What you need is a high yield checking account, preferably from a digital banking platform like OnJuno. These are just like the checking accounts you use right now but they offer interest! And none of the restrictions or the fees of a savings account.
Although several factors determine your starting credit score, it’s not uncommon to start at the bottom, or 300. That’s considered poor credit. But to be honest, when you’re just starting out or before you’ve applied for any credit at all, you have no credit score.
According to Experian, a score between 300–579 is considered very poor, 580–669 is fair, 670–739 is good, 740–799 is very good, and anything over 800 is considered exceptional. A mere 21% of people are thought to carry exceptional credit scores on average.
There’s a whole host of reasons why your credit score may have dropped. Late or missed payments are usually the biggest culprit. Other probable reasons are that you have too many outstanding credit applications or that you overuse your credit limit every month.
Getting a secured credit card or applying for a credit builder loan are two of the fastest ways to build your credit score. They both have lower barriers to entry so you can reap its benefits even if you’re just starting out.
Before you invest, it’s best to have your financial house in order. Life’s little emergencies can and will pop up so build an emergency fund first. The best place to stash both of these accounts is in a high-yield account that allows your money to earn interest that will in turn compound.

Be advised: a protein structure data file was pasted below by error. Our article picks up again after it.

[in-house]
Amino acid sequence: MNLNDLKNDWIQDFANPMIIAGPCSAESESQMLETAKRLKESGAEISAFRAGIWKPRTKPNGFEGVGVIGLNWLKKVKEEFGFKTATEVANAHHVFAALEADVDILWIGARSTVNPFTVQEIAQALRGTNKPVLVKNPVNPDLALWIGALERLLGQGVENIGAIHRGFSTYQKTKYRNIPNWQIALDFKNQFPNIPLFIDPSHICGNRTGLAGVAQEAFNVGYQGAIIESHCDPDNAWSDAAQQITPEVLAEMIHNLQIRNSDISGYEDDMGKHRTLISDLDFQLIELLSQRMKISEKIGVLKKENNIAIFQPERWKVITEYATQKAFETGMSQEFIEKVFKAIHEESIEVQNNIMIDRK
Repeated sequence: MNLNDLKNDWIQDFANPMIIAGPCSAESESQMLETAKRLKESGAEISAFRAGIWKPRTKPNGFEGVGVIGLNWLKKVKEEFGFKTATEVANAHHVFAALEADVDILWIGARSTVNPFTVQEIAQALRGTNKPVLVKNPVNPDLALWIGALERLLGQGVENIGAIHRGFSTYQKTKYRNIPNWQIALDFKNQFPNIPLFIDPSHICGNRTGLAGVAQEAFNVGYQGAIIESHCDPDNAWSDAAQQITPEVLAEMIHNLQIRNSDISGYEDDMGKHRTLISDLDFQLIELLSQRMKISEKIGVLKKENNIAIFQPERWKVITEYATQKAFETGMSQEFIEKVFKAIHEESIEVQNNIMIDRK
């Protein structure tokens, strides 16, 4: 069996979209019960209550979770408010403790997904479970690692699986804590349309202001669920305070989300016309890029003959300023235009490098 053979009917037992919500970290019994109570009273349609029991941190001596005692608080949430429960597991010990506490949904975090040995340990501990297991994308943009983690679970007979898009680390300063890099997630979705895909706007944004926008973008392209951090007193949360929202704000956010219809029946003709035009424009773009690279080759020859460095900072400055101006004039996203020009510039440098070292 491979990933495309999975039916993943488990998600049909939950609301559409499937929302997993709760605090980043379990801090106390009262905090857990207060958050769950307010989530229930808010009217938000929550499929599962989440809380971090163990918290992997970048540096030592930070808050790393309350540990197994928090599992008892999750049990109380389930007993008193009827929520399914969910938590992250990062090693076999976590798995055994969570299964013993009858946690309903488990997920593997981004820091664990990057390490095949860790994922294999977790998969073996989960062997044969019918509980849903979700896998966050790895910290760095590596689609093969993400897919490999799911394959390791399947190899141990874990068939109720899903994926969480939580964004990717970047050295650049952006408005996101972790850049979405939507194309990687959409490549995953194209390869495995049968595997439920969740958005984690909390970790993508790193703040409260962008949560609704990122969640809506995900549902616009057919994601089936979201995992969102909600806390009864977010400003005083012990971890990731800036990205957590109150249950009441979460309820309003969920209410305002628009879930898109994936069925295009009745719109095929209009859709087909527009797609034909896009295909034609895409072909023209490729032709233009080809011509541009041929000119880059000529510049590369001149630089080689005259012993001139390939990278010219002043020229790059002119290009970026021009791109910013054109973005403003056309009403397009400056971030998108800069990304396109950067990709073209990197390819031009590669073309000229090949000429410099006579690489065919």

Second, make sure you have zero or manageable debt, meaning debt that will not bankrupt you and that your monthly income can easily cover. If you stand to earn more in returns from your investment than you’ll pay in interest on the debt, then you’re ready.
Lastly, start by investing your surplus income, that is money left over after you have covered your basic expenses and have contributed to your monthly savings plan.
A basic rule of thumb is to open a Roth 401(k) if you anticipate having a higher income in retirement than you do now. This usually applies to workers who haven’t reached their peak salary. If you think your income is higher now than it will be in retirement, it’s probably better to choose a traditional 401(k).
It’s hard to know what future tax laws will look like, so one strategy is to open both types of 401(k)s and split your contributions equally between them. Just make sure that your total contribution stays below the annual limit.
Every company can choose its own 401(k) provider and which funds they provide. Some companies have low-cost funds, while others may only offer funds with high fees. If you’re comparing job offers from multiple companies, ask to see their 401(k) fund options.
While they both contain a collection of different financial products, mutual funds are actively managed by a financial expert and are less liquid, while ETFs are index-based making them passively managed and also tradeable like stocks. Mutual funds offer higher risk-reward and are generally more expensive while ETFs track indexes so are much more conservative and easier to invest into. For a more detailed breakdown of mutual funds vs ETFs vs index funds, check out our explainer piece here